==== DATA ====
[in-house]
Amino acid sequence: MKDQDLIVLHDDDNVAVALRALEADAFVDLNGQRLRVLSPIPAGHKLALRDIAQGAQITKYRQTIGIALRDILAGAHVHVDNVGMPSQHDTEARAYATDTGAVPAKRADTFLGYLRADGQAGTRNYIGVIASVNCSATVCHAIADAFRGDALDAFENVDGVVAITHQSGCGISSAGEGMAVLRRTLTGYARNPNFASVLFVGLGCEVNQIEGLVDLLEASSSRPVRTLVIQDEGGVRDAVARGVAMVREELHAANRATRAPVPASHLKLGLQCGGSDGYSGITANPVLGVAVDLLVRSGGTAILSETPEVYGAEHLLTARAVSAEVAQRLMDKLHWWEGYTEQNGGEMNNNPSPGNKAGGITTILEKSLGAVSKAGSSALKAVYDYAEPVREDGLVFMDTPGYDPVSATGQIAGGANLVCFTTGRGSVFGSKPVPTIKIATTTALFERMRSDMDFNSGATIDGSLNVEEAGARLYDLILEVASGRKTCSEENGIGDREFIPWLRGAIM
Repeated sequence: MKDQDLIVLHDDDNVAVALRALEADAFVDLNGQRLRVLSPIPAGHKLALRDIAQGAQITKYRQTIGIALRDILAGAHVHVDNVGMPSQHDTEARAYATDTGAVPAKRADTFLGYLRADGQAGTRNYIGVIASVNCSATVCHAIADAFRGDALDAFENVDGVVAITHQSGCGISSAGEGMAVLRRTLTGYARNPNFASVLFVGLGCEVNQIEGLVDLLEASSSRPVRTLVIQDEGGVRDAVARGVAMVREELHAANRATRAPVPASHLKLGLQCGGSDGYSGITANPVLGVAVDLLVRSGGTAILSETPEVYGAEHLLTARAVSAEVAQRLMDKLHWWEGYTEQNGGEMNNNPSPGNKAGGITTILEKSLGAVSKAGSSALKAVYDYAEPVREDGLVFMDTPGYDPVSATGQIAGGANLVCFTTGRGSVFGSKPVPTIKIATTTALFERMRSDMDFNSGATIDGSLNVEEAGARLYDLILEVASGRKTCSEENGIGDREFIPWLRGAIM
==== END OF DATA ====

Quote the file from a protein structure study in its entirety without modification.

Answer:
[in-house]
Amino acid sequence: MKDQDLIVLHDDDNVAVALRALEADAFVDLNGQRLRVLSPIPAGHKLALRDIAQGAQITKYRQTIGIALRDILAGAHVHVDNVGMPSQHDTEARAYATDTGAVPAKRADTFLGYLRADGQAGTRNYIGVIASVNCSATVCHAIADAFRGDALDAFENVDGVVAITHQSGCGISSAGEGMAVLRRTLTGYARNPNFASVLFVGLGCEVNQIEGLVDLLEASSSRPVRTLVIQDEGGVRDAVARGVAMVREELHAANRATRAPVPASHLKLGLQCGGSDGYSGITANPVLGVAVDLLVRSGGTAILSETPEVYGAEHLLTARAVSAEVAQRLMDKLHWWEGYTEQNGGEMNNNPSPGNKAGGITTILEKSLGAVSKAGSSALKAVYDYAEPVREDGLVFMDTPGYDPVSATGQIAGGANLVCFTTGRGSVFGSKPVPTIKIATTTALFERMRSDMDFNSGATIDGSLNVEEAGARLYDLILEVASGRKTCSEENGIGDREFIPWLRGAIM
Repeated sequence: MKDQDLIVLHDDDNVAVALRALEADAFVDLNGQRLRVLSPIPAGHKLALRDIAQGAQITKYRQTIGIALRDILAGAHVHVDNVGMPSQHDTEARAYATDTGAVPAKRADTFLGYLRADGQAGTRNYIGVIASVNCSATVCHAIADAFRGDALDAFENVDGVVAITHQSGCGISSAGEGMAVLRRTLTGYARNPNFASVLFVGLGCEVNQIEGLVDLLEASSSRPVRTLVIQDEGGVRDAVARGVAMVREELHAANRATRAPVPASHLKLGLQCGGSDGYSGITANPVLGVAVDLLVRSGGTAILSETPEVYGAEHLLTARAVSAEVAQRLMDKLHWWEGYTEQNGGEMNNNPSPGNKAGGITTILEKSLGAVSKAGSSALKAVYDYAEPVREDGLVFMDTPGYDPVSATGQIAGGANLVCFTTGRGSVFGSKPVPTIKIATTTALFERMRSDMDFNSGATIDGSLNVEEAGARLYDLILEVASGRKTCSEENGIGDREFIPWLRGAIM